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Australian partner visa requirements

See all articlesAustralian partner visa requirements
Partner & Family
Australian Migration Lawyer
February 12, 2024
minute read

If you're an Australian citizen or a permanent resident, and you're in a relationship with a non-Australian, you might be thinking about how to bring your partner to live with you in Australia. 

Unlike tourist or student visas, the Australian partner visa process is a permanent residency (PR) pathway and the assessment process is far more rigorous than temporary visa application processes. That is, because you can get permanent residency via the partner visa route without a skill or qualification, many people pretend to be in fake relationships, sometimes referred to in the movies as ‘sham marriages’’. Fraudsters coordinating fake relationships for visa purposes often go to great lengths to obtain evidence, including documents, to support their application. This means that it is difficult for the Australian Government to distinguish between your genuine relationship and someone trying to get permanent residency in Australia by way of a fake relationship. Unfortunately, this results in thousands of partner visas being refused. In recent years, as many as 42% of all partner visa applications were initially refused by the government. If your partner visa application is initially refused, you can appeal to Australia’s administrative review tribunal and each year more than 1,000 couples have their refusal overturned at the tribunal after proving their relationship is actually real. It is important to understand however that if your partner visa is refused, you may have to wait up to two years for Australia’s administrative review tribunal to schedule a tribunal hearing, hear your evidence and determine your appeal. This is why we recommend engaging an Australian Migration Lawyer to prepare a strong, decision-ready application in the first instance.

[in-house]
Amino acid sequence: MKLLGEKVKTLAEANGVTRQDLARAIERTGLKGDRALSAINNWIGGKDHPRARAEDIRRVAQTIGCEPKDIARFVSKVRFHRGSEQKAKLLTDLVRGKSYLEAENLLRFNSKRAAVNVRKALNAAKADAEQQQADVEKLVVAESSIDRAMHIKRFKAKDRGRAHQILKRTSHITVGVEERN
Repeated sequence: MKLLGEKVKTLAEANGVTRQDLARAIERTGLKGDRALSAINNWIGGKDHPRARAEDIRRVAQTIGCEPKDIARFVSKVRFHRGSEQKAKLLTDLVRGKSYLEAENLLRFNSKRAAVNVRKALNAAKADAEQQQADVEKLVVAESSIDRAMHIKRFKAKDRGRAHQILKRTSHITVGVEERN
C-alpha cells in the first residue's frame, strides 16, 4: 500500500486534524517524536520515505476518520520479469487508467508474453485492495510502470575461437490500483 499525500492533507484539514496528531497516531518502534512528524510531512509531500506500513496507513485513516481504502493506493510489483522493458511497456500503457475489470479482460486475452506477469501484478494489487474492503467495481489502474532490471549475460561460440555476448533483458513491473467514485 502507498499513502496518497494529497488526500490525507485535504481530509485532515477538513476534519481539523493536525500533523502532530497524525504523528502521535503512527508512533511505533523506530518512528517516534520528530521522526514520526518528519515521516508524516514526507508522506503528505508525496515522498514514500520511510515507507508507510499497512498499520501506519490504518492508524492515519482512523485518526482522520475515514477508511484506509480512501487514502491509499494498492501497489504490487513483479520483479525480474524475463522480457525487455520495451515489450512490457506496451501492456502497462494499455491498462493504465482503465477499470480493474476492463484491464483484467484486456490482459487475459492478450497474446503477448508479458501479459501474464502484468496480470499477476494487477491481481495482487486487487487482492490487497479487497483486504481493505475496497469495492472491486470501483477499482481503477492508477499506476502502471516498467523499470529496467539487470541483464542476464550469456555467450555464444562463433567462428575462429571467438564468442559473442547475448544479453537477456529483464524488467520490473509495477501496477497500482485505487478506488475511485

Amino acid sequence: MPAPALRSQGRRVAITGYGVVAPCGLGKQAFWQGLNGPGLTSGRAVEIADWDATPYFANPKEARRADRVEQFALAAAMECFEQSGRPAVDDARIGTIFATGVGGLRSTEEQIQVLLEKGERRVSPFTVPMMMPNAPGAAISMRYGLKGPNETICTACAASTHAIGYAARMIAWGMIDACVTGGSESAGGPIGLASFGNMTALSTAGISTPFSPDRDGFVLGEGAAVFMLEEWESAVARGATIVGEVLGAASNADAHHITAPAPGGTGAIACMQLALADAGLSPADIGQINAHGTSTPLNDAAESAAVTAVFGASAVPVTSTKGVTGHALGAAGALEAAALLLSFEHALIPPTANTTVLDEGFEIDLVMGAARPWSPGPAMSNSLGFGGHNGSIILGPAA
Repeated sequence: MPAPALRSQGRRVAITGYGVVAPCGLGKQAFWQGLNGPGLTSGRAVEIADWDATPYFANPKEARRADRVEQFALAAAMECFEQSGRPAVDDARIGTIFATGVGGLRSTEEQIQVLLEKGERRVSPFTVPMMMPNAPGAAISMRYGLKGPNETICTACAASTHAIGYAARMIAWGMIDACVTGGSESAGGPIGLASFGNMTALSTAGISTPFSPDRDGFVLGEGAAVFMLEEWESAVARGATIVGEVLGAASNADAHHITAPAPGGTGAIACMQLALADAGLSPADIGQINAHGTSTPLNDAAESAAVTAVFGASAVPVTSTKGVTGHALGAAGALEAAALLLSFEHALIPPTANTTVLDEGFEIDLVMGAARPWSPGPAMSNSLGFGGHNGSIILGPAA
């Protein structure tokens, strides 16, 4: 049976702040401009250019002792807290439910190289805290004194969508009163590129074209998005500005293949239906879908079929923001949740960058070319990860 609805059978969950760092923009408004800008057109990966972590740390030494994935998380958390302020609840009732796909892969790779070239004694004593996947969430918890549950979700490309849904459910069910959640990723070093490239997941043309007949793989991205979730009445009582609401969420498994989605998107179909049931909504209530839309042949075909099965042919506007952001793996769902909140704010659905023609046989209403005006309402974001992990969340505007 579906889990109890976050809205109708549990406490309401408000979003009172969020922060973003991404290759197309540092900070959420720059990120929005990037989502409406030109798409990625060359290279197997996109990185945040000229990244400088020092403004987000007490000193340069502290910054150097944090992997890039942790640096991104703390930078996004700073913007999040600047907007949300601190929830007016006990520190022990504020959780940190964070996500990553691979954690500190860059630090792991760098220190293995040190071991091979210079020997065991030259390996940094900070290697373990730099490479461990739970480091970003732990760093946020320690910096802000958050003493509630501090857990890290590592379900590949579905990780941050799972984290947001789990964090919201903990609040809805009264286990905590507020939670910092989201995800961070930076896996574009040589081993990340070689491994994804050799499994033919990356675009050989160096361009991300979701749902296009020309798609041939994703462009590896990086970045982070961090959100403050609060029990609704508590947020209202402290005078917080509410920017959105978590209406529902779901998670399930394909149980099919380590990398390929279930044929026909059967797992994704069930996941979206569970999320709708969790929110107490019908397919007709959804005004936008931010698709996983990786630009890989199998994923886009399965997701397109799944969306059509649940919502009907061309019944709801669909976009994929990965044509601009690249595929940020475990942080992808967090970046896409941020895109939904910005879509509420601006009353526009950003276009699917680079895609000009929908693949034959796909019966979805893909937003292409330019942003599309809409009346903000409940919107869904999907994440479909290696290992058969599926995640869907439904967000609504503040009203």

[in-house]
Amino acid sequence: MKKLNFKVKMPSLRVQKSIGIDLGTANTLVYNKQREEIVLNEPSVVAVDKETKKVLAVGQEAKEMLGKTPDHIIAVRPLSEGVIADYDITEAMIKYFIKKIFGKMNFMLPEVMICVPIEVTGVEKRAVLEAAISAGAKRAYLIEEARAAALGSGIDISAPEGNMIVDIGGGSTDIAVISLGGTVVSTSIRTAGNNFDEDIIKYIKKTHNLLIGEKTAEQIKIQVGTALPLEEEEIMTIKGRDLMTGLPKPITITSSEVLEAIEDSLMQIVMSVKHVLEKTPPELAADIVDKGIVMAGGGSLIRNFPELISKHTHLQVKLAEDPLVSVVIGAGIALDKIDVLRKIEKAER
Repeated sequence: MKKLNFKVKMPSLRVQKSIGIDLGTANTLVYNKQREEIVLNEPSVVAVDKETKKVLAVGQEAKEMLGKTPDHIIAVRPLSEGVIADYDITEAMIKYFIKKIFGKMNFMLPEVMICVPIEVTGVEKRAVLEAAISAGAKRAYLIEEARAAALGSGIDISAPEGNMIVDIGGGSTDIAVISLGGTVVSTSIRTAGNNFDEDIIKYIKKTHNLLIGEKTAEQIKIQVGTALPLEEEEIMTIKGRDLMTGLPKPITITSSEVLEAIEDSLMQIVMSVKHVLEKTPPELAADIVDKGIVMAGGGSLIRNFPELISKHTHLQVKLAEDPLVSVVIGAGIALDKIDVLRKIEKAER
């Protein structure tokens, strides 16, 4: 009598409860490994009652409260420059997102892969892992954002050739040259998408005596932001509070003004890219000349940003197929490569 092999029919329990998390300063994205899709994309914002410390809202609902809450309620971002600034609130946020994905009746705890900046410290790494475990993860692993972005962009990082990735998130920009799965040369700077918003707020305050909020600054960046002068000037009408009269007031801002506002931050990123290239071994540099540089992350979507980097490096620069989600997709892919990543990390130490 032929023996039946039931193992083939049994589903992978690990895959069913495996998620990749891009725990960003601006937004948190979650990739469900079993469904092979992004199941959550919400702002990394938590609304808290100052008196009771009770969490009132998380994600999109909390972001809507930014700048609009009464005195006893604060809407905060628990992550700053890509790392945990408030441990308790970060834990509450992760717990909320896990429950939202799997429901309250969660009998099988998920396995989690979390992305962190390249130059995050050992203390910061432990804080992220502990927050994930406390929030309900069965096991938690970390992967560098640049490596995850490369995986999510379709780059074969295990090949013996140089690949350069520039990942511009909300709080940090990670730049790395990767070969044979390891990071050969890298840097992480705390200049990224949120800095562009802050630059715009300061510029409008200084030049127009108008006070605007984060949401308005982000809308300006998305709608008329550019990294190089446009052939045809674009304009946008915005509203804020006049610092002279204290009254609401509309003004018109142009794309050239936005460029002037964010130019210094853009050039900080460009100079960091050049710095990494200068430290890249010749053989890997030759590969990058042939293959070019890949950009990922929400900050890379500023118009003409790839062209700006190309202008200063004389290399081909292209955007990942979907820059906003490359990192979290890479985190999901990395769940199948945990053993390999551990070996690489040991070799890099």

There are different partner visa options available in Australia. These visas include an initial Temporary partner visa, a Permanent partner visa and a Prospective Marriage visa.

At Australian Migration Lawyers, we can help take out the stress of the process and assist you with all types of partner visas.


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If you are interested in getting more information about a partner visa, get in touch with Australian Migration Lawyers for a free consultation


A quick overview of partner visas in Australia

There are several types of partner visas in Australia, each designed to suit different relationship situations (De facto relationships, people who are married and couples that are planning to get married). The Australian Government currently authorises: onshore partner visas (Subclass 820/801), offshore partner visas (Subclass 309/100), and the prospective marriage visa (Subclass 300). Let's break down each of these visas and what you need to qualify for them. All of these categories apply to both same and opposite sex couples. 

The onshore partner visa (Subclass 820/801)

This visa is for those who are in Australia and in a genuine relationship (spouse or de facto) with an Australian citizen or an Australian permanent resident. It's a two-step process, starting with the temporary partner visa (subclass 820), followed by the permanent partner visa (subclass 801). To learn more about the two-step process, click here.